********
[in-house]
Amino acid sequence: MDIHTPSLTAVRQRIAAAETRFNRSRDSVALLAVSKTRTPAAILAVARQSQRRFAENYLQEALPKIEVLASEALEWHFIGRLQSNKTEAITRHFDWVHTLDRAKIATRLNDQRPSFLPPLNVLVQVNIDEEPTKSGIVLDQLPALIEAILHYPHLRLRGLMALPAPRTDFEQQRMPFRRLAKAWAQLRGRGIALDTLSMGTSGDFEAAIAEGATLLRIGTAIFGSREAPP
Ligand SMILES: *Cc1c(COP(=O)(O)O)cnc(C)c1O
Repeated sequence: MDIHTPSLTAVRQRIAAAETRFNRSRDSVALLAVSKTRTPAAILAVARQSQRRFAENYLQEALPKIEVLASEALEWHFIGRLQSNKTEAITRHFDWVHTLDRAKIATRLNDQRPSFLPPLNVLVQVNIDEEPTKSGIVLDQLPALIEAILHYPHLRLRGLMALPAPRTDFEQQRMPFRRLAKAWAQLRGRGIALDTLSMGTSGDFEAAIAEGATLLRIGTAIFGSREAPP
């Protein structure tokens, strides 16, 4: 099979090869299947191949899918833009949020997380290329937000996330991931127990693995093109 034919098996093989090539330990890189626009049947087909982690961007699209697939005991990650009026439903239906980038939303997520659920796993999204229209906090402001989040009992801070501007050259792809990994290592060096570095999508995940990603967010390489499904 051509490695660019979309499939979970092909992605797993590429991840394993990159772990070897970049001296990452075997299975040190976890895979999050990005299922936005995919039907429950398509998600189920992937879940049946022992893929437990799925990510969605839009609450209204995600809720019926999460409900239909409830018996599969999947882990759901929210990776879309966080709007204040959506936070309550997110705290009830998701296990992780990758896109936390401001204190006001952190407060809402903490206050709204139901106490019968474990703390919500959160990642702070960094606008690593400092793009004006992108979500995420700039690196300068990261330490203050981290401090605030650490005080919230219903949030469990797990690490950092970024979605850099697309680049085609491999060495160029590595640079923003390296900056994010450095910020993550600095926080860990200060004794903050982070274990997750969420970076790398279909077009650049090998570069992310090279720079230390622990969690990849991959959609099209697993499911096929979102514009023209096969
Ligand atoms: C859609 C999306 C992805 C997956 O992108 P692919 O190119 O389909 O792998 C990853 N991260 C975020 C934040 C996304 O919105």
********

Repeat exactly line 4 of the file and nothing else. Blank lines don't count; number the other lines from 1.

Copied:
Repeated sequence: MDIHTPSLTAVRQRIAAAETRFNRSRDSVALLAVSKTRTPAAILAVARQSQRRFAENYLQEALPKIEVLASEALEWHFIGRLQSNKTEAITRHFDWVHTLDRAKIATRLNDQRPSFLPPLNVLVQVNIDEEPTKSGIVLDQLPALIEAILHYPHLRLRGLMALPAPRTDFEQQRMPFRRLAKAWAQLRGRGIALDTLSMGTSGDFEAAIAEGATLLRIGTAIFGSREAPP